Guinea’s fast-growing bauxite mining industry is threatening the livelihoods of thousands of Guineans, Human Rights Watch said in a report released today. Mining has destroyed ancestral farmlands, damaged water sources and coated homes and trees in dust.
The 146-page report, “What Do We Get Out of It?,” focuses on two mining projects that were Guinea’s two largest bauxite producers in 2017: La Société Minière de Boké (SMB), a joint venture linked to the world’s largest aluminum producer, China Hongqiao Group, that has expanded extremely rapidly since it began in 2015; and la Compagnie des Bauxites de Guinée (CBG), a decades-old company co-owned by multinationals Alcoa and Rio Tinto. Guinea’s government, which has transformed Guinea into the world’s third-largest exporter, should take immediate steps to better regulate companies and protect communities.
“Bauxite mining, unless properly regulated, threatens to destroy the way of life and livelihoods of dozens of communities at the front line of mining operations,” said Jim Wormington, West Africa researcher at Human Rights Watch. “The Guinean government’s focus on growing the bauxite sector has too often taken precedence over the protection of the environment and human rights.”
Guinea has an abundance of natural resources, including the world’s largest bauxite reserves, but remains one of the world’s poorest countries. The demand for Guinean bauxite in global markets has increased in recent years as other countries, notably Indonesia and Malaysia, banned exports, in the latter case partly due to the industry’s environmental impact. Guinea is already the biggest exporter of bauxite to China, the world’s largest aluminum producer. And with several new mining projects preparing to begin exports, Guinea’s bauxite boom shows no sign of slowing down.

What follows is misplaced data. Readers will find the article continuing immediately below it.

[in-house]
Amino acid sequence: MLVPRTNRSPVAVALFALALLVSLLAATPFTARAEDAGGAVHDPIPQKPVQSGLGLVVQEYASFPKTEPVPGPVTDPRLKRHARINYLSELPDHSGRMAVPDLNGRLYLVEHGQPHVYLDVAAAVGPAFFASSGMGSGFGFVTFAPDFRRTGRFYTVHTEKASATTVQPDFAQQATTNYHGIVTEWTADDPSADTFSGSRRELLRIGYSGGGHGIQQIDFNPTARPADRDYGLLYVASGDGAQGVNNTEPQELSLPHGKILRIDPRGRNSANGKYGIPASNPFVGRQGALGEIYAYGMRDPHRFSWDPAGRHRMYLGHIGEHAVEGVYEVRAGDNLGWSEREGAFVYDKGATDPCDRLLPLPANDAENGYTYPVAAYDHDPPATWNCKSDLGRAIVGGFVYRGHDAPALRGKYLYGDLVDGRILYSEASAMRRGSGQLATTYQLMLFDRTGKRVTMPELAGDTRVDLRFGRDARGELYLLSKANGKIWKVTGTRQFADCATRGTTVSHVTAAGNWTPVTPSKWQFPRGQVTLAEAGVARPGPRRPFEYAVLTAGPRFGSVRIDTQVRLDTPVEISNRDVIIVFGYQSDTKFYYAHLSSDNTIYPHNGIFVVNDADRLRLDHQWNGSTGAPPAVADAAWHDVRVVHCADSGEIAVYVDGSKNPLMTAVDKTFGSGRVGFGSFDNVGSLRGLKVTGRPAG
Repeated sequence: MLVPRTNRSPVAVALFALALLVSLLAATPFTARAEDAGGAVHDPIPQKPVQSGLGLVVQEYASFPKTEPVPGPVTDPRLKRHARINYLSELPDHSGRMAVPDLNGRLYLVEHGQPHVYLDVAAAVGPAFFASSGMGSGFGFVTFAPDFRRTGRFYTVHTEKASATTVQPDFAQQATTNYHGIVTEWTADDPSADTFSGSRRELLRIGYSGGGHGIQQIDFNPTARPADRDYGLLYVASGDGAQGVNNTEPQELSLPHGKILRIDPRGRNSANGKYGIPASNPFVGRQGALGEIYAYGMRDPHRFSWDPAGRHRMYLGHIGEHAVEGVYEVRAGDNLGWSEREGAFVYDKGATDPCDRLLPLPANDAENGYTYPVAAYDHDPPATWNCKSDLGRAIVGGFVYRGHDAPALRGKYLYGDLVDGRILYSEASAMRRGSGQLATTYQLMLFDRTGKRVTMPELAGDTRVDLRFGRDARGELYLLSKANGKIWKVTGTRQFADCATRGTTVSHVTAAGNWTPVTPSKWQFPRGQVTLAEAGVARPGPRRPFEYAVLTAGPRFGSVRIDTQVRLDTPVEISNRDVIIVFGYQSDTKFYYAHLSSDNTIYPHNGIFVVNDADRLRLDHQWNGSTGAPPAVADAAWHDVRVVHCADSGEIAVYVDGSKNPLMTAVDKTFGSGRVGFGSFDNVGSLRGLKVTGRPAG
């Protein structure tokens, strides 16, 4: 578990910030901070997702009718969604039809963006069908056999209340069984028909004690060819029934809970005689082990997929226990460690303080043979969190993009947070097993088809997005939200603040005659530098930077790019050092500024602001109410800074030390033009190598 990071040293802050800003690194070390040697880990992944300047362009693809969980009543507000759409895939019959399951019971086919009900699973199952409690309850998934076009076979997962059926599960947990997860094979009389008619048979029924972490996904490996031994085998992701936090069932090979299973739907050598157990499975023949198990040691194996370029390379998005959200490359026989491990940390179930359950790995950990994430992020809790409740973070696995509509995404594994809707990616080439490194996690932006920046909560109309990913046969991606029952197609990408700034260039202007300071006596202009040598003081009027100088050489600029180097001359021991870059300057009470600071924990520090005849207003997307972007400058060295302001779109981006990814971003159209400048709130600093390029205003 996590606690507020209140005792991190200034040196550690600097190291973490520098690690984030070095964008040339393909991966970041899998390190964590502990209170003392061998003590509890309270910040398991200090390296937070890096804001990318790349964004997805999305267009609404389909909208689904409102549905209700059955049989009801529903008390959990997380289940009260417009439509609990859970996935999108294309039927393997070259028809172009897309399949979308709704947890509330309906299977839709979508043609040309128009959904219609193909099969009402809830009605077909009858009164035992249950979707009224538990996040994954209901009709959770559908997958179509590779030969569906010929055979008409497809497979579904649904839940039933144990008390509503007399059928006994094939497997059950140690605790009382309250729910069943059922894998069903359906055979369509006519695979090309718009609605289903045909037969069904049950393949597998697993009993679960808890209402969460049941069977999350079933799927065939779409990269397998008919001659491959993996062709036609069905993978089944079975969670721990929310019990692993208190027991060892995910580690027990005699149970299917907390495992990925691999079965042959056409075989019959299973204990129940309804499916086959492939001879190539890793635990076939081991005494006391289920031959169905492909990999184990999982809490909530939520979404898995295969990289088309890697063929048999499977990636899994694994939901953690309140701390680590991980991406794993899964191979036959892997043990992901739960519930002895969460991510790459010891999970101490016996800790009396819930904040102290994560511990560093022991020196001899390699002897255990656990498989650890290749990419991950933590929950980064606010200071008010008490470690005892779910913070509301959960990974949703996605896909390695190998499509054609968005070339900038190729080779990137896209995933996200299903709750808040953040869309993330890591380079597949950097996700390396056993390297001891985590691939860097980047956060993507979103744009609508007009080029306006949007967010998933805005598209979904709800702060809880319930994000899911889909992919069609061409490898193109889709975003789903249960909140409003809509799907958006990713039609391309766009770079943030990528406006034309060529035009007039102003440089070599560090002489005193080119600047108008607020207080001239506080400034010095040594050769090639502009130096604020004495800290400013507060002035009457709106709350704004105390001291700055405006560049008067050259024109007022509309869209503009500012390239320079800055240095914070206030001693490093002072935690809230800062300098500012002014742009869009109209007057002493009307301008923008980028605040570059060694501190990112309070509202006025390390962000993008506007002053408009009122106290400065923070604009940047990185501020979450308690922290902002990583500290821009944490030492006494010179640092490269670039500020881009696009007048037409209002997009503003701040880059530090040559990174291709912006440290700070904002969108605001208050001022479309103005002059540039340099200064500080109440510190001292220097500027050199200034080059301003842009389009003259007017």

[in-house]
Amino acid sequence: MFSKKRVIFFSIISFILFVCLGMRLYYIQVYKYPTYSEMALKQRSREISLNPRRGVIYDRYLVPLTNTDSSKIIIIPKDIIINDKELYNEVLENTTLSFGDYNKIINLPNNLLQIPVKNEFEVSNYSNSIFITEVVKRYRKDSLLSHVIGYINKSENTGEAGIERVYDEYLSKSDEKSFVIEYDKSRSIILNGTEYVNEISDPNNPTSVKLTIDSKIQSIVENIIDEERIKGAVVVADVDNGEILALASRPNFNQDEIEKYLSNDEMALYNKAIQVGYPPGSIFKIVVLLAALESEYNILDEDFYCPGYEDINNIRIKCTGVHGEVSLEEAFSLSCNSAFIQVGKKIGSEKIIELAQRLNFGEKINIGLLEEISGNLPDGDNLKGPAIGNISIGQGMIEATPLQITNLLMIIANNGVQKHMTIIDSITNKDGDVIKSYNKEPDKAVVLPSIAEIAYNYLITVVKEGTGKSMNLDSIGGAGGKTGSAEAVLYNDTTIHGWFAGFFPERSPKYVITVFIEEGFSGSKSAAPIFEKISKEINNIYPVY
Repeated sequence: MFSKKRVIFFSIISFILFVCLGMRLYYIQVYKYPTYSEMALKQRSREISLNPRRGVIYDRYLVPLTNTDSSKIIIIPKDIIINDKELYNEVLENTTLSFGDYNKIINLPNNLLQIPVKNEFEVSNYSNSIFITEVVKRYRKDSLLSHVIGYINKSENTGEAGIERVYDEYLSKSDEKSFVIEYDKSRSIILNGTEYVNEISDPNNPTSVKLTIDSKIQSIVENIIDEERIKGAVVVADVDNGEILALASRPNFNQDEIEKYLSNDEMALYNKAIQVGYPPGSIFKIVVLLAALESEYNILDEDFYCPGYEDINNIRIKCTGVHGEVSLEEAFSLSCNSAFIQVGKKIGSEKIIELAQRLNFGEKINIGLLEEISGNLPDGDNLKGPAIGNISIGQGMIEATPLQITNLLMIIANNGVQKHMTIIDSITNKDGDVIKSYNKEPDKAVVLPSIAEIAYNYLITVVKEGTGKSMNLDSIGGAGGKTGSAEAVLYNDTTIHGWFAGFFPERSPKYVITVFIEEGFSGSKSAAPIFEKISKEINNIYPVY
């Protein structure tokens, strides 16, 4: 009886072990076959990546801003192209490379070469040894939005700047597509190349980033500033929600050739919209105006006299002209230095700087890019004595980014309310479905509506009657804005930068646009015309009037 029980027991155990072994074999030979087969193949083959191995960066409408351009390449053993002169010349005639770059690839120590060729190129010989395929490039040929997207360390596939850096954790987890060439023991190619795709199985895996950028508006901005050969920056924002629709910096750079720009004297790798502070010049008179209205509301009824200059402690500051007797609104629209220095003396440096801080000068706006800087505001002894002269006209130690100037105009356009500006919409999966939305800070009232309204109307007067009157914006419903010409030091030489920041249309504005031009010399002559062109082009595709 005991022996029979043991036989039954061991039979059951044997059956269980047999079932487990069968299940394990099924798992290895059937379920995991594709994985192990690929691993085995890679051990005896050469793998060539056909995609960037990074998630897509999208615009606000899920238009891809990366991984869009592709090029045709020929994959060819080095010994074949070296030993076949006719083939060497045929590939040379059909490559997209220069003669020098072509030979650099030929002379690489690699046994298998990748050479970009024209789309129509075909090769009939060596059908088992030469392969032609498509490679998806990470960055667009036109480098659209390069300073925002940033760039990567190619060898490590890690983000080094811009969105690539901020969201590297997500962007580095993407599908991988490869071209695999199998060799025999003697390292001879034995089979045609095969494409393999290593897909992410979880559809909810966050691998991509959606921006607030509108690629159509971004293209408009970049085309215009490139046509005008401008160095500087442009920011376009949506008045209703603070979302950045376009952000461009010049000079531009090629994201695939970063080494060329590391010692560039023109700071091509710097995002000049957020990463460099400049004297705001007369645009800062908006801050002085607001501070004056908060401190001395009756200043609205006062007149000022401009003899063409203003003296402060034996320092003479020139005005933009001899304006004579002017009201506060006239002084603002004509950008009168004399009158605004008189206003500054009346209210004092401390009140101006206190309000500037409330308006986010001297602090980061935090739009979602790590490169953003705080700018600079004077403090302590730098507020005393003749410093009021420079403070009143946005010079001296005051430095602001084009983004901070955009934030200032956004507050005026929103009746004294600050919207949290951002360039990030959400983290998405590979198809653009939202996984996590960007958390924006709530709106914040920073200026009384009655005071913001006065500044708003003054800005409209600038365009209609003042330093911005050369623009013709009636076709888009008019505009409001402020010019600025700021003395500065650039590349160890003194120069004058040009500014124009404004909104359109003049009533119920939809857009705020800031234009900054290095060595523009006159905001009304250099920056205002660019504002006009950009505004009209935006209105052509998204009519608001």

Human Rights Watch interviewed more than 300 people in 30 mining-affected villages in the Boké region, the center of the bauxite boom, and conducted dozens of interviews with government officials, mining companies, civil society groups, environmental scientists and public health experts.
Dozens of farmers described how mining companies take advantage of the government’s failure to protect rural land rights to exploit ancestral farmlands without compensation to address the long-term value of land to the community. Since the passage of a 2011 mining code, the government has failed to pass regulations, required by the code, establishing compensation standards for land acquisition that could better protect farmers’ rights.
“They’ve expanded into our fields, the areas we depended on for food,” said a community leader from Boundou Waadé, a village surrounded by five CBG mines. “And now much of our fertile land has been taken from us.”
While the compensation companies do pay can be a short-term windfall, farmers rarely receive training from the government or mining companies on how to reinvest it. “I used the compensation money I got to send my two sons to Europe [via the North African migration route],” a father said. “But after they arrived in Libya I didn’t hear from them. I’m worried they are in prison or dead.”